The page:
Swiss Launch Investigation Regarding Alleged Criminal Activity Of Sepp Blatter, FIFA Soccer Head

ITV reports Sepp Blatter is accused of "criminal mismanagement... [and ]... suspicion of misappropriation" and has therefore had his office raided for evidence related to the ongoing FIFA corruption scandal. The areas concerned, specifically, are dealings with UEFA chief Michel Platini, including an alleged $2 million dollar payment. The focus of attention is wider than just Blatter.

"FIFA says the Swiss Attorney General has carried out interviews and gathered documents at the world football governing body's headquarters in Zurich."
According to the office of the attorney general (OAG), raids were carried out on the office of Blatter and documents and evidence seized. The dominoes are falling in what has been presented by a U.K. Reuters source as a great conspiracy of the upper management of FIFA in economically salacious activities. Jerome Valcke, Blatter's right-hand man, is alleged to have committed ticket sale fraud during the 2014 World Cup in Brazil and was subsequently suspended, though he continues to deny any wrongdoing.

So what has led up to all this and what impact does this have on world soccer?

SURREY, TRINIDAD AND TOBAGO - JUNE 11: Former FIFA vice-president Jack Warner waits to be introduced to speak during an Independent Liberal Party community meeting on June 11, 2015 in Surrey, Trinidad And Tobago. Mr. Warner at the request of US authorities, faces extradition to the United States on charges of corruption and money laundering related to FIFA, Warner has continued to deny any wrongdoing.
SURREY, TRINIDAD AND TOBAGO - JUNE 11: Former FIFA vice-president Jack Warner waits to be introduced to speak during an Independent Liberal Party community meeting on June 11, 2015 in Surrey, Trinidad And Tobago. Mr. Warner at the request of US authorities, faces extradition to the United States on charges of corruption and money laundering related to FIFA, Warner has continued to deny any wrongdoing.

NEW YORK, NY - MAY 29: Aaron Davidson, a sports marketing executive from Florida, leaves a Brooklyn court house with his lawyer after pleading not guilty on Friday to conspiracy and other charges resulting from the FIFA corruption scandal on May 29, 2015 in New York City. Since the case was announced earlier this week, Davidson is the first defendant to be arraigned in a U.S. court.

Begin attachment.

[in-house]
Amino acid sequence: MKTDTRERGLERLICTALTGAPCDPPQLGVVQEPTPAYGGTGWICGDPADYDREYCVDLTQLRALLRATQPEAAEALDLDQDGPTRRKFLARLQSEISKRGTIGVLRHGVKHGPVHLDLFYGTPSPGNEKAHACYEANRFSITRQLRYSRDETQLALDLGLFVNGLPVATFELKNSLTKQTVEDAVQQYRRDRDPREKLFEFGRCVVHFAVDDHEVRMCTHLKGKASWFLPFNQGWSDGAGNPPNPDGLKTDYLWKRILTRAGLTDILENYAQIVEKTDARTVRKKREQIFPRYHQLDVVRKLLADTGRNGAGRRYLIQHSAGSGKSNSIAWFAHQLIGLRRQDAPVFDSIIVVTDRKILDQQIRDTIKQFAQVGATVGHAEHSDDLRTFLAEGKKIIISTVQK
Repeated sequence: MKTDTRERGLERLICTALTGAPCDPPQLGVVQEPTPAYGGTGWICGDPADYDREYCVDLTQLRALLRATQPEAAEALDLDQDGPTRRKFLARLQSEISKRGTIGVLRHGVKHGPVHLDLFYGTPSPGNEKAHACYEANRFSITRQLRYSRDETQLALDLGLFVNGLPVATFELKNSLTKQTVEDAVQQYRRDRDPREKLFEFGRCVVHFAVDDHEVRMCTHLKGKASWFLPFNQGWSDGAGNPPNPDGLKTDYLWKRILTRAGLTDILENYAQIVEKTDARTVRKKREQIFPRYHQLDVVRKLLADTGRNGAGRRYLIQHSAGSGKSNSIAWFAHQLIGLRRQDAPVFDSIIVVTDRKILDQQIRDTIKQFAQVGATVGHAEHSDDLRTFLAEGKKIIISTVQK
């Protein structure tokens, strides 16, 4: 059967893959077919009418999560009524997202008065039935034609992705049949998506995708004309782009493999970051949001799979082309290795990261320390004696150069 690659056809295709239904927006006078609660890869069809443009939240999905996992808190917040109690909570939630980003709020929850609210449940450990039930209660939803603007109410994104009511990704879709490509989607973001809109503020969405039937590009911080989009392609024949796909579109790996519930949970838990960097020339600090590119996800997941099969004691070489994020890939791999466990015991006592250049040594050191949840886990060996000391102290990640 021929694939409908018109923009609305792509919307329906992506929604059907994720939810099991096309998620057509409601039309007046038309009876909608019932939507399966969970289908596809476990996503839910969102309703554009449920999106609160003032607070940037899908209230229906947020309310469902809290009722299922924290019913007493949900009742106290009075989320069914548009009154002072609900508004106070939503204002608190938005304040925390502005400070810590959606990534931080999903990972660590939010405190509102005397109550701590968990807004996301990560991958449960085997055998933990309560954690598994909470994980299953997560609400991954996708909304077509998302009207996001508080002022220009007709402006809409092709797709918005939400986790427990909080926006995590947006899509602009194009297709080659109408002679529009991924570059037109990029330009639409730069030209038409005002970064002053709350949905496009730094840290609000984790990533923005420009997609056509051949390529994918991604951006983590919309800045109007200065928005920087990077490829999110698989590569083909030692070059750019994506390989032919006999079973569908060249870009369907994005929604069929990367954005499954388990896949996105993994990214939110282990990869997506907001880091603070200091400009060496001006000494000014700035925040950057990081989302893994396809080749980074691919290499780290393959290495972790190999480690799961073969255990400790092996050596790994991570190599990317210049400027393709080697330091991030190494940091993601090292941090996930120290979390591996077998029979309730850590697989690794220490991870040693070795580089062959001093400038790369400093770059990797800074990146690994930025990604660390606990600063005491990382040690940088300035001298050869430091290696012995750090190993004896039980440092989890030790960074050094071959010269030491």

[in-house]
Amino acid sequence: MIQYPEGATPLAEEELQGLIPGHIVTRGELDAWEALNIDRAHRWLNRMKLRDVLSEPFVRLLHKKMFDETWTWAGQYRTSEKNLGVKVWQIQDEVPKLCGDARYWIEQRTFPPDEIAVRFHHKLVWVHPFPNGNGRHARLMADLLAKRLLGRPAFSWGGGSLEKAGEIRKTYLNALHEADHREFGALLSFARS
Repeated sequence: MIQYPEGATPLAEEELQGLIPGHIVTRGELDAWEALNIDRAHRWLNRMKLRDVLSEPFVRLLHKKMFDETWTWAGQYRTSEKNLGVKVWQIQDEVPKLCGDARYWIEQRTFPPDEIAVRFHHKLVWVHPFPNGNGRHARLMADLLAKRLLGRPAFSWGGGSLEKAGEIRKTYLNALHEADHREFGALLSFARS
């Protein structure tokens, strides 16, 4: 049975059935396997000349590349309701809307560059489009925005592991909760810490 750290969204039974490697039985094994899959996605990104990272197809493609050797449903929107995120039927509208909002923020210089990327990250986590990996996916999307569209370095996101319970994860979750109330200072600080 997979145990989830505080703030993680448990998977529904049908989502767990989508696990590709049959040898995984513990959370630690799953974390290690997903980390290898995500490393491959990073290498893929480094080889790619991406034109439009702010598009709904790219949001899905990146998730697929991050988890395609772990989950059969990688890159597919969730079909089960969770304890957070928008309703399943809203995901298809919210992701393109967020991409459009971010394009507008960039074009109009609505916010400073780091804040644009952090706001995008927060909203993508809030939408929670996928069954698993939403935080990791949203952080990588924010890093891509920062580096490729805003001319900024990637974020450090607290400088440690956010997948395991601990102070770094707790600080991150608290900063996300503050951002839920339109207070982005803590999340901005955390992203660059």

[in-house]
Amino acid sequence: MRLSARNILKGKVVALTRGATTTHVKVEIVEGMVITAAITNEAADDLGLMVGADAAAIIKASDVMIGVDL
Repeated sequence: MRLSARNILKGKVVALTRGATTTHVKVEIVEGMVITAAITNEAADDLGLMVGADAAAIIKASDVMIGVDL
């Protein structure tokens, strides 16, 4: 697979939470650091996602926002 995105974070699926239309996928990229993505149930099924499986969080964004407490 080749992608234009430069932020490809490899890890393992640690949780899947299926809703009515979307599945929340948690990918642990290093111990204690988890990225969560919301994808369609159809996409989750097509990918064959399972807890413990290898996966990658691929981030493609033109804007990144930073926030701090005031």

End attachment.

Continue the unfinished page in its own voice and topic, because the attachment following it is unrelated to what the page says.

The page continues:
NEW YORK, NY - MAY 29: Aaron Davidson, a sports marketing executive from Florida, leaves a Brooklyn court house with his lawyer after pleading not guilty on Friday to conspiracy and other charges resulting from the FIFA corruption scandal on May 29, 2015 in New York City. Since the case was announced earlier this week, Davidson is the first defendant to be arraigned in a U.S. court.

The indictment of 14 total officials indicates that the corruption in FIFA is "rampant, systemic and deep-rooted," according to U.S. attorney general Loretta Lynch at her press conference following the arrests.

The scale of bribes and kickbacks -- spanning generations -- has been exposed and the meticulous investigation by the authorities is uncovering enough evidence not only to make the accusations, but to prosecute and jail parties that are found guilty.

The following are the names of those already arrested: Rafael Esquivel, Nicolas Leoz, Jeffrey Webb, Jack Warner, Eduardo Li, Eugenio Figueredo, and Jose Maria Marin.

The raiding of Blatter's office, however, signals that there is no stopping how far the investigation is willing to go to expose all of those people -- no matter their prior power and influence -- who participated in the corruption culture of FIFA. There is now no one higher up to investigate, but the extent of corruption is yet to be established.Blatter's official FIFA biography reads that he has had a position in FIFA since 1975, when he became Technical Director. He became General Secretary in 1981 and in 1998 became the FIFA president. With the latest Swiss move, the reputation of FIFA as a credible organization is in serious doubt as the implications of such malfeasance are incalculable.

[Photo by Ethan Miller, Spencer Platt and Joe Raedle / Getty Images]